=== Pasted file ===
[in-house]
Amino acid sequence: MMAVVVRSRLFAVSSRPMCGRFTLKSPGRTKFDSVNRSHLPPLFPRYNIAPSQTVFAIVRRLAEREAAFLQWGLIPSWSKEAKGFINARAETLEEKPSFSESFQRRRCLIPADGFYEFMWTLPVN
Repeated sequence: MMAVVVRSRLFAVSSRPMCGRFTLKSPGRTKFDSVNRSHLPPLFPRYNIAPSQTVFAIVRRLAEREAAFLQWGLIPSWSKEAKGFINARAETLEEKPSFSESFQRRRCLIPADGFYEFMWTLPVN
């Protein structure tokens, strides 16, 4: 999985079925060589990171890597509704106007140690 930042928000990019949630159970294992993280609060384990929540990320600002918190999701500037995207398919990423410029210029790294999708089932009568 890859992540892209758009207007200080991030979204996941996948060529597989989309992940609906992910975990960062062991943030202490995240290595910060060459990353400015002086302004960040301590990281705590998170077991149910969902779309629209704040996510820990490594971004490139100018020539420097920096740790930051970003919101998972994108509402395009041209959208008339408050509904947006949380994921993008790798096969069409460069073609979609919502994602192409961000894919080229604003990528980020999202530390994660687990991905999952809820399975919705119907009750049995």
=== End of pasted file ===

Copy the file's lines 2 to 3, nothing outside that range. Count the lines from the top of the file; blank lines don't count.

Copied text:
Amino acid sequence: MMAVVVRSRLFAVSSRPMCGRFTLKSPGRTKFDSVNRSHLPPLFPRYNIAPSQTVFAIVRRLAEREAAFLQWGLIPSWSKEAKGFINARAETLEEKPSFSESFQRRRCLIPADGFYEFMWTLPVN
Repeated sequence: MMAVVVRSRLFAVSSRPMCGRFTLKSPGRTKFDSVNRSHLPPLFPRYNIAPSQTVFAIVRRLAEREAAFLQWGLIPSWSKEAKGFINARAETLEEKPSFSESFQRRRCLIPADGFYEFMWTLPVN